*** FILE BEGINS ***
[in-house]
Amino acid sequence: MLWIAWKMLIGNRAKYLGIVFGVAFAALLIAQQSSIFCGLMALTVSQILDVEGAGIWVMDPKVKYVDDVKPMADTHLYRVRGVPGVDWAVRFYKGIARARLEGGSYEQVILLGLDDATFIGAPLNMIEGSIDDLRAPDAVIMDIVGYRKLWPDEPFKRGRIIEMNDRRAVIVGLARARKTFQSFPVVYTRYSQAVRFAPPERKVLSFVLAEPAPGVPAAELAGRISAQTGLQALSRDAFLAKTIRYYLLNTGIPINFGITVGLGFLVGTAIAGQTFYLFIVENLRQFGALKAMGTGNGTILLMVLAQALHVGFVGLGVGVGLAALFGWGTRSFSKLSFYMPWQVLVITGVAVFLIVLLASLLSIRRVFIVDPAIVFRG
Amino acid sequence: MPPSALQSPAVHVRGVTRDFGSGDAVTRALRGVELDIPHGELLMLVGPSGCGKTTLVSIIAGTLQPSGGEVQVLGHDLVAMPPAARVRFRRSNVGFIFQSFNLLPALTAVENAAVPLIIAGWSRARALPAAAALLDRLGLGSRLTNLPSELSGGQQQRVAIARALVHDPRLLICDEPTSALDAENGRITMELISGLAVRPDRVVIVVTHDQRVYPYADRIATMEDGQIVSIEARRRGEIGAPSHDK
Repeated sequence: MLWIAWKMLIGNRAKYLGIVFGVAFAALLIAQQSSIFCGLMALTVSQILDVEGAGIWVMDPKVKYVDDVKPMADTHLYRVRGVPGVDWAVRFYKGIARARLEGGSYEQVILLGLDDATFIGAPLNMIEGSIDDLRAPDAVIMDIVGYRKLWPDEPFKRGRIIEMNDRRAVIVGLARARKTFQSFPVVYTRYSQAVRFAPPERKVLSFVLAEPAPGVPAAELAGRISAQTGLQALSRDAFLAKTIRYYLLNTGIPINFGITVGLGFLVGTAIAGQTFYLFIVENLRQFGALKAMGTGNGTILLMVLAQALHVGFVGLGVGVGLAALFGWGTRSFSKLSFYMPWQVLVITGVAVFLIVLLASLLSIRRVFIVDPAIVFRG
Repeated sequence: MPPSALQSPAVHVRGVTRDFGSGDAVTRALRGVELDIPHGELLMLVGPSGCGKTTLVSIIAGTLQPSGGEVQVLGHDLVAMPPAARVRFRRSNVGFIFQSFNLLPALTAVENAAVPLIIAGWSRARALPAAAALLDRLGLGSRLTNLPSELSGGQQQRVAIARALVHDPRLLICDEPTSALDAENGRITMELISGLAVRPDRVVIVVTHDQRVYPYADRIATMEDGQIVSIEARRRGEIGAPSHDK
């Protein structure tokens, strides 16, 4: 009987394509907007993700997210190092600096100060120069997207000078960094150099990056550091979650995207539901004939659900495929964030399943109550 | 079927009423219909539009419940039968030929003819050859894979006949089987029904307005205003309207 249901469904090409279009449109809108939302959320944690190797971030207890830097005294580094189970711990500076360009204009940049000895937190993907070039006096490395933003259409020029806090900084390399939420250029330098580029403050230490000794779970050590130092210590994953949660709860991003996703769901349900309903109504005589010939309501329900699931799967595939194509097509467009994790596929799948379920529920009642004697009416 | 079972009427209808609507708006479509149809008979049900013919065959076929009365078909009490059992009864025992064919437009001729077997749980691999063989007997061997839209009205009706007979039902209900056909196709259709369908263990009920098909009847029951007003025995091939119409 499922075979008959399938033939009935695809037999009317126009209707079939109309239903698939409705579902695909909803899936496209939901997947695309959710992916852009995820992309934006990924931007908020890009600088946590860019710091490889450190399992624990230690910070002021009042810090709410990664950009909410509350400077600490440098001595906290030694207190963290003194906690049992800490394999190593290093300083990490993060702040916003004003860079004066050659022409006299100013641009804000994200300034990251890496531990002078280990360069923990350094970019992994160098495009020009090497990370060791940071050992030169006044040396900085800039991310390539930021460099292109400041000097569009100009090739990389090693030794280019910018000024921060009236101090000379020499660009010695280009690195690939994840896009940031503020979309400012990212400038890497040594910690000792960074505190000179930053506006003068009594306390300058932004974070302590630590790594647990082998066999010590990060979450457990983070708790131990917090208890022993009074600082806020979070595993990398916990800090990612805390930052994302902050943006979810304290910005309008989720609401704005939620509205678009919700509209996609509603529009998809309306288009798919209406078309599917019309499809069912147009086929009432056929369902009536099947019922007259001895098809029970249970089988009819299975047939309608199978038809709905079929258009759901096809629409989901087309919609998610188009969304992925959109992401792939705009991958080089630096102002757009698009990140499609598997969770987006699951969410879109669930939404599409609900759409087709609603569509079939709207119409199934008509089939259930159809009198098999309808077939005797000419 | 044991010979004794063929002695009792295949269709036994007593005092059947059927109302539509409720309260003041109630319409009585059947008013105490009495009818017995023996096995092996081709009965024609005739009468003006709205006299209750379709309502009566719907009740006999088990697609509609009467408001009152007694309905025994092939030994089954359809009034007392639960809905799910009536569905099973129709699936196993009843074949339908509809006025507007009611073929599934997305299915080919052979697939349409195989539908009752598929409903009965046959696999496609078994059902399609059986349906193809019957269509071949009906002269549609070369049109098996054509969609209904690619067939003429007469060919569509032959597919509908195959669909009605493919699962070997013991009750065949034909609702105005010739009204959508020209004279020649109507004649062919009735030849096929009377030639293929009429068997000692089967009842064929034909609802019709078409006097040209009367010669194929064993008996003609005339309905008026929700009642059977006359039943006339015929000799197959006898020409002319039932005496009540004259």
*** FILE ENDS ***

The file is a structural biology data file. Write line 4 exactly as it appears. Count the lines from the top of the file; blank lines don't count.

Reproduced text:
Repeated sequence: MLWIAWKMLIGNRAKYLGIVFGVAFAALLIAQQSSIFCGLMALTVSQILDVEGAGIWVMDPKVKYVDDVKPMADTHLYRVRGVPGVDWAVRFYKGIARARLEGGSYEQVILLGLDDATFIGAPLNMIEGSIDDLRAPDAVIMDIVGYRKLWPDEPFKRGRIIEMNDRRAVIVGLARARKTFQSFPVVYTRYSQAVRFAPPERKVLSFVLAEPAPGVPAAELAGRISAQTGLQALSRDAFLAKTIRYYLLNTGIPINFGITVGLGFLVGTAIAGQTFYLFIVENLRQFGALKAMGTGNGTILLMVLAQALHVGFVGLGVGVGLAALFGWGTRSFSKLSFYMPWQVLVITGVAVFLIVLLASLLSIRRVFIVDPAIVFRG